by Staff Sgt. Jeffrey Smith
Fort Carson students celebrated Earth Day with an array of activities last week centered on the message of sustaining the environment for a secure future.
Schools around Fort Carson took part in decorating recycled grocery bags, a poetry contest, a reading of “The Lorax,” tree planting and an educational fair held at the Special Events Center.
“The kids love Earth week and (teachers) love Earth week,” said Jeri Onkle, 4th grade teacher at Patriot Elementary School.
“It’s an opportunity to teach the children about their responsibility to their planet.”
The reading program brought in volunteers to read Dr. Seuss’ “The Lorax,” a book that illustrates the harmful effects of pollution and destruction of natural resources.
More than 2,000 recyclable paper bags were decorated by students with their own creative illustrations about Earth Day and saving the planet. On Earth Day, these bags were given to the Fort Carson commissary to be used for bagging patrons’ groceries and passing along the message of Earth Day.
“Natural resource conservation – that would be the message that we’re trying to get across,” said Janine Hegeman, education and outreach specialist for the Directorate of Public Works. “That’s the thread that ties together stormwater management … saving the birds, endangered species, recycling, wildlife and fire management. It’s all about resource conservation.”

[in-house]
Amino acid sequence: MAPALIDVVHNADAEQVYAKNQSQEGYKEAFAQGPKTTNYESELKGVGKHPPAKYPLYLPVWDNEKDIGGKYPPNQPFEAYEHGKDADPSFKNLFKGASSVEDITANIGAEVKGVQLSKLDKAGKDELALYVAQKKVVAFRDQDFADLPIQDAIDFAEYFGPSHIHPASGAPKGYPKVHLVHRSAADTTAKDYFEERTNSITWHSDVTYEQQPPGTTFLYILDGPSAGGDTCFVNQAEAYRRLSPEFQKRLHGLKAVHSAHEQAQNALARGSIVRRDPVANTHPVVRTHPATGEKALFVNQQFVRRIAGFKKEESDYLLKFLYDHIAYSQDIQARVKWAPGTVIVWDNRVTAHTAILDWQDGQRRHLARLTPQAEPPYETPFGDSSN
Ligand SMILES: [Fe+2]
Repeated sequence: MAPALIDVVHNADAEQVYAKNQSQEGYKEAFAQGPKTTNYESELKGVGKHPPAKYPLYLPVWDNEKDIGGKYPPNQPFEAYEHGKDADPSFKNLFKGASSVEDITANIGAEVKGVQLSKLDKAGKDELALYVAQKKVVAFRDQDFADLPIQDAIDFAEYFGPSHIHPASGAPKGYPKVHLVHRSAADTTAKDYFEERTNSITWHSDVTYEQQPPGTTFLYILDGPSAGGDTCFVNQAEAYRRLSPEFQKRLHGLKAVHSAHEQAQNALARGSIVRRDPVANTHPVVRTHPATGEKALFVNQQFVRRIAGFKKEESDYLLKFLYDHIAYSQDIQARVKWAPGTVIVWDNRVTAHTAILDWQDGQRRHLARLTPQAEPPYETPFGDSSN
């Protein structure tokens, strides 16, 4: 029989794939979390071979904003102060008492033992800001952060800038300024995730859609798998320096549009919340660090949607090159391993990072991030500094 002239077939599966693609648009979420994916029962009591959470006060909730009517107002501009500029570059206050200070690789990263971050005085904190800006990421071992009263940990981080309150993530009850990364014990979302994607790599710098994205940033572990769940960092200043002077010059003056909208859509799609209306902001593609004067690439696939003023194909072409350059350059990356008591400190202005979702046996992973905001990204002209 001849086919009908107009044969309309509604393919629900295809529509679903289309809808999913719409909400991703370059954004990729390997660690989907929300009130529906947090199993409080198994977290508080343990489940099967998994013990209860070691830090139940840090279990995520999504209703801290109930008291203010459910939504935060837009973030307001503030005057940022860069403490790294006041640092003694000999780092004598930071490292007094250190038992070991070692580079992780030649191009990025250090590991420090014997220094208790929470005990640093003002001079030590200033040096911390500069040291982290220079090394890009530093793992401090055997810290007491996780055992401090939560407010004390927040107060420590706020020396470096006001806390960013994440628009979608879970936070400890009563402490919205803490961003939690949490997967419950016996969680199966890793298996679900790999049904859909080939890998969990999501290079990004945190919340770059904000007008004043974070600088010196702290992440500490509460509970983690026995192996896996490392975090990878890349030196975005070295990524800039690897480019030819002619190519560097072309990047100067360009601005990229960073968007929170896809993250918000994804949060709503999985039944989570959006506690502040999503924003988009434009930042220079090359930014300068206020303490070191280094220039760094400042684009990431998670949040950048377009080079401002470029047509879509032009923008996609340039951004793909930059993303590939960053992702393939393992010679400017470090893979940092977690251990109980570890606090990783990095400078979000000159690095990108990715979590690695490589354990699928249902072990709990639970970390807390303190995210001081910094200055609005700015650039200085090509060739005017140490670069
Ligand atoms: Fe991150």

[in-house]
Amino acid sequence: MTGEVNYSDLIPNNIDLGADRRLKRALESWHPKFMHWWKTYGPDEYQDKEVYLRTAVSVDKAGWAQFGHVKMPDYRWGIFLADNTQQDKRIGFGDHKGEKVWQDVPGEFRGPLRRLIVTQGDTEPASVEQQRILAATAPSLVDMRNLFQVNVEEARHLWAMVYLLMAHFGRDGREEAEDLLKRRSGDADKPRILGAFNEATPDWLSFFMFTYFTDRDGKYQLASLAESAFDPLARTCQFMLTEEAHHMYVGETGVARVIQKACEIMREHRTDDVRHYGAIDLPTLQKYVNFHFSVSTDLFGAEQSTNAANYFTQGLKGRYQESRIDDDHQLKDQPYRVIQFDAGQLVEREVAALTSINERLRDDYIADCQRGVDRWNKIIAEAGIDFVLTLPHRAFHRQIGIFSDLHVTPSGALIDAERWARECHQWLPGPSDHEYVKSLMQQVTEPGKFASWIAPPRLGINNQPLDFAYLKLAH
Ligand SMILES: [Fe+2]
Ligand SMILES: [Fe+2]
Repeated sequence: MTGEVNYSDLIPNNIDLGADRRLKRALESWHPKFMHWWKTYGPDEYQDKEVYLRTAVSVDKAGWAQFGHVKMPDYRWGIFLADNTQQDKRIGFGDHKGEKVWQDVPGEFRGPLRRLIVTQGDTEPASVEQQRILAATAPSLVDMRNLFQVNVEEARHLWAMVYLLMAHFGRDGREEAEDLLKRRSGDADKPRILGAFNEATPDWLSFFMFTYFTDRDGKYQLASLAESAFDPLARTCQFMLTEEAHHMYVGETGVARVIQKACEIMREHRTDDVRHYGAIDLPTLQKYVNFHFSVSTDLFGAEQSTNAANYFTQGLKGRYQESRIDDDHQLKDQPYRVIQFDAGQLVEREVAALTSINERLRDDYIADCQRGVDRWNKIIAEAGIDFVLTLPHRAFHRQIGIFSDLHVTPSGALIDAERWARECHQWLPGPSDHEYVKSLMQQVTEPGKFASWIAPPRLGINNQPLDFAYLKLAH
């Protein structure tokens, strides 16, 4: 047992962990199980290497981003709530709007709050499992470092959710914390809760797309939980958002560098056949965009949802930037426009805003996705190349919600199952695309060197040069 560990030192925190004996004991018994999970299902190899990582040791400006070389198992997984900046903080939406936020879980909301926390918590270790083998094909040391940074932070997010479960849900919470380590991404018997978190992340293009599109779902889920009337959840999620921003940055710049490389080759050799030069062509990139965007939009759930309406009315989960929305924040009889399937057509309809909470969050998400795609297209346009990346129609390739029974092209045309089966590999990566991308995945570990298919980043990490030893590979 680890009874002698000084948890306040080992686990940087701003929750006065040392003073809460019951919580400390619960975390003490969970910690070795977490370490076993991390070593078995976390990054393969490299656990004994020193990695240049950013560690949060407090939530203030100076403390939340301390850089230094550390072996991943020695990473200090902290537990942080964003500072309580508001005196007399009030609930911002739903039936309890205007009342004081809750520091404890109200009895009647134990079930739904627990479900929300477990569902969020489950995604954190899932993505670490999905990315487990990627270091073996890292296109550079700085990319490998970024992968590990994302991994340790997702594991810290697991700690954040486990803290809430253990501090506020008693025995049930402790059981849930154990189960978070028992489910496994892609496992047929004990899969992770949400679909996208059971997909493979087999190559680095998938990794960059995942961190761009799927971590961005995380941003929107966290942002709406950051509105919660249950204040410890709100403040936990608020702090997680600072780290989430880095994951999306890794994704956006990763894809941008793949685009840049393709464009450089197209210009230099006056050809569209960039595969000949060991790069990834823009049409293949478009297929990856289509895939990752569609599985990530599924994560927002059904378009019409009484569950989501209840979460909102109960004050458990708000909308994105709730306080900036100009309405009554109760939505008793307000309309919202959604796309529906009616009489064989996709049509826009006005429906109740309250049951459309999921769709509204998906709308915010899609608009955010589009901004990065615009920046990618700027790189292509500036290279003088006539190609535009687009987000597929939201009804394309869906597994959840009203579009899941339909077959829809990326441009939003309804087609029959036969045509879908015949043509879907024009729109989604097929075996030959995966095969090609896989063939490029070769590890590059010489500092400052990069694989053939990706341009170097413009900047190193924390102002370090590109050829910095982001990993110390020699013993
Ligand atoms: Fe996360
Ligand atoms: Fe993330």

To aid in getting this message across to the younger generation, an education fair was held at the Special Events Center. Numerous displays were brought in to teach the children about recycling, stormwater, endangered species and fire safety, among other things.
Most species are endangered because of things that people do, said Chris Kennedy, U.S. Fish and Wildlife Service. “We take away the places where they live, put pollutants into the environment … and that has a harmful effect on a lot of species.”
The events were designed to educate the younger generation and instill them with good habits to preserve the future of the planet’s natural resources.
“If you teach them when they’re young, their behaviors will change over time and they’ll be better at managing our resources than we are,” said Susan Galentine, DPW public relations. “(The children) are the future. They’re the ones that are going to make a difference.”